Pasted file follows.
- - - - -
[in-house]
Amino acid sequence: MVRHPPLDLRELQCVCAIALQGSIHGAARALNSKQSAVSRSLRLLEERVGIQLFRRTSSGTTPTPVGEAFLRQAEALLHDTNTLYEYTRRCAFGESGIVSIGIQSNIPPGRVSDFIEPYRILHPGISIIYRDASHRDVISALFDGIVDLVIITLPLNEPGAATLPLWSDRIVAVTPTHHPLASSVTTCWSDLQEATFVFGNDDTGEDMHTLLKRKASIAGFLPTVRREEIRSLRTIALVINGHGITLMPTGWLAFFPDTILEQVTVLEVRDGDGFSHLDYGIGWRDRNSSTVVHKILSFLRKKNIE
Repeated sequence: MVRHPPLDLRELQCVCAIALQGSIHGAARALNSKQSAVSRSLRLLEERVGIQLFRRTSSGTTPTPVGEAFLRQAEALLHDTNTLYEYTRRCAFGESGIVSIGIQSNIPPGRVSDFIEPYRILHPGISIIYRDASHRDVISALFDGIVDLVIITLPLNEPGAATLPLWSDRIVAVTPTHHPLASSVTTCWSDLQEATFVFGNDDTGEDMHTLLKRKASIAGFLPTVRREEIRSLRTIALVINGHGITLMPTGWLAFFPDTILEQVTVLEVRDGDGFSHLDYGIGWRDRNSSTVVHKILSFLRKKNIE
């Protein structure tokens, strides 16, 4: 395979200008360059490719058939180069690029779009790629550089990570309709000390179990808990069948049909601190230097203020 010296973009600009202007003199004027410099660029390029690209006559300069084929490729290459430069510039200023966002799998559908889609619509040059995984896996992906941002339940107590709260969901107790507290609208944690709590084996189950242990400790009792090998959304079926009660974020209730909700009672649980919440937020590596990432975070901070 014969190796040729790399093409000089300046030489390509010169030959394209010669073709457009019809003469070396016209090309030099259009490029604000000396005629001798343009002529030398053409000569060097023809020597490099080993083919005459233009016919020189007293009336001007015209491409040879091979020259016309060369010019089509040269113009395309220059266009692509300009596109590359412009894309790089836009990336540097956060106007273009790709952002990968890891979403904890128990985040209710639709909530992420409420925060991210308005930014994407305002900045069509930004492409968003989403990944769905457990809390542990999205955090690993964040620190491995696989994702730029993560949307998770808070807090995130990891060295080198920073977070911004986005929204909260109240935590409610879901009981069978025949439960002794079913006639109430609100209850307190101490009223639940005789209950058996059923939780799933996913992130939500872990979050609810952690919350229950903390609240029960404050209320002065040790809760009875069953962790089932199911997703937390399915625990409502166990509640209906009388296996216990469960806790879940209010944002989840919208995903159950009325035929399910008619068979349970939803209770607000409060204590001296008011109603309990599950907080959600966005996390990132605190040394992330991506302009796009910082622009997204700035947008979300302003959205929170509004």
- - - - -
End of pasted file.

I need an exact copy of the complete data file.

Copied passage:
[in-house]
Amino acid sequence: MVRHPPLDLRELQCVCAIALQGSIHGAARALNSKQSAVSRSLRLLEERVGIQLFRRTSSGTTPTPVGEAFLRQAEALLHDTNTLYEYTRRCAFGESGIVSIGIQSNIPPGRVSDFIEPYRILHPGISIIYRDASHRDVISALFDGIVDLVIITLPLNEPGAATLPLWSDRIVAVTPTHHPLASSVTTCWSDLQEATFVFGNDDTGEDMHTLLKRKASIAGFLPTVRREEIRSLRTIALVINGHGITLMPTGWLAFFPDTILEQVTVLEVRDGDGFSHLDYGIGWRDRNSSTVVHKILSFLRKKNIE
Repeated sequence: MVRHPPLDLRELQCVCAIALQGSIHGAARALNSKQSAVSRSLRLLEERVGIQLFRRTSSGTTPTPVGEAFLRQAEALLHDTNTLYEYTRRCAFGESGIVSIGIQSNIPPGRVSDFIEPYRILHPGISIIYRDASHRDVISALFDGIVDLVIITLPLNEPGAATLPLWSDRIVAVTPTHHPLASSVTTCWSDLQEATFVFGNDDTGEDMHTLLKRKASIAGFLPTVRREEIRSLRTIALVINGHGITLMPTGWLAFFPDTILEQVTVLEVRDGDGFSHLDYGIGWRDRNSSTVVHKILSFLRKKNIE
């Protein structure tokens, strides 16, 4: 395979200008360059490719058939180069690029779009790629550089990570309709000390179990808990069948049909601190230097203020 010296973009600009202007003199004027410099660029390029690209006559300069084929490729290459430069510039200023966002799998559908889609619509040059995984896996992906941002339940107590709260969901107790507290609208944690709590084996189950242990400790009792090998959304079926009660974020209730909700009672649980919440937020590596990432975070901070 014969190796040729790399093409000089300046030489390509010169030959394209010669073709457009019809003469070396016209090309030099259009490029604000000396005629001798343009002529030398053409000569060097023809020597490099080993083919005459233009016919020189007293009336001007015209491409040879091979020259016309060369010019089509040269113009395309220059266009692509300009596109590359412009894309790089836009990336540097956060106007273009790709952002990968890891979403904890128990985040209710639709909530992420409420925060991210308005930014994407305002900045069509930004492409968003989403990944769905457990809390542990999205955090690993964040620190491995696989994702730029993560949307998770808070807090995130990891060295080198920073977070911004986005929204909260109240935590409610879901009981069978025949439960002794079913006639109430609100209850307190101490009223639940005789209950058996059923939780799933996913992130939500872990979050609810952690919350229950903390609240029960404050209320002065040790809760009875069953962790089932199911997703937390399915625990409502166990509640209906009388296996216990469960806790879940209010944002989840919208995903159950009325035929399910008619068979349970939803209770607000409060204590001296008011109603309990599950907080959600966005996390990132605190040394992330991506302009796009910082622009997204700035947008979300302003959205929170509004």